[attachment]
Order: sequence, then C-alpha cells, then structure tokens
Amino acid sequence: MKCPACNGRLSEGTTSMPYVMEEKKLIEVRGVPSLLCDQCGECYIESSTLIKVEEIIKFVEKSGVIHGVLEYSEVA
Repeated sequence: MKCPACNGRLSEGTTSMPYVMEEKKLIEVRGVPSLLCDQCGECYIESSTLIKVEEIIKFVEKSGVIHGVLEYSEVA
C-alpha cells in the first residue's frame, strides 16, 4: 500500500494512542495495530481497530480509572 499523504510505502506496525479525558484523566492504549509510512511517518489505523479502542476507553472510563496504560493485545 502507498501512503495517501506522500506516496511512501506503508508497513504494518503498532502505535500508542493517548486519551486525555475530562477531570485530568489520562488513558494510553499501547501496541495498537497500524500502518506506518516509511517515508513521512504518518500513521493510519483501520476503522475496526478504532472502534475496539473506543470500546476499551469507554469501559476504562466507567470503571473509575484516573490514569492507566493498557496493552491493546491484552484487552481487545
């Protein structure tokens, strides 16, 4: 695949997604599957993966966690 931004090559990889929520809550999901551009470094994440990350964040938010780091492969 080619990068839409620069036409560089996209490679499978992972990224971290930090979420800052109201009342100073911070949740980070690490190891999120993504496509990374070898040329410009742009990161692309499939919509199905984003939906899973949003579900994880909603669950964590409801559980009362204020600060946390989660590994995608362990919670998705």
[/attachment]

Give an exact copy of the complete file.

Order: sequence, then C-alpha cells, then structure tokens
Amino acid sequence: MKCPACNGRLSEGTTSMPYVMEEKKLIEVRGVPSLLCDQCGECYIESSTLIKVEEIIKFVEKSGVIHGVLEYSEVA
Repeated sequence: MKCPACNGRLSEGTTSMPYVMEEKKLIEVRGVPSLLCDQCGECYIESSTLIKVEEIIKFVEKSGVIHGVLEYSEVA
C-alpha cells in the first residue's frame, strides 16, 4: 500500500494512542495495530481497530480509572 499523504510505502506496525479525558484523566492504549509510512511517518489505523479502542476507553472510563496504560493485545 502507498501512503495517501506522500506516496511512501506503508508497513504494518503498532502505535500508542493517548486519551486525555475530562477531570485530568489520562488513558494510553499501547501496541495498537497500524500502518506506518516509511517515508513521512504518518500513521493510519483501520476503522475496526478504532472502534475496539473506543470500546476499551469507554469501559476504562466507567470503571473509575484516573490514569492507566493498557496493552491493546491484552484487552481487545
């Protein structure tokens, strides 16, 4: 695949997604599957993966966690 931004090559990889929520809550999901551009470094994440990350964040938010780091492969 080619990068839409620069036409560089996209490679499978992972990224971290930090979420800052109201009342100073911070949740980070690490190891999120993504496509990374070898040329410009742009990161692309499939919509199905984003939906899973949003579900994880909603669950964590409801559980009362204020600060946390989660590994995608362990919670998705």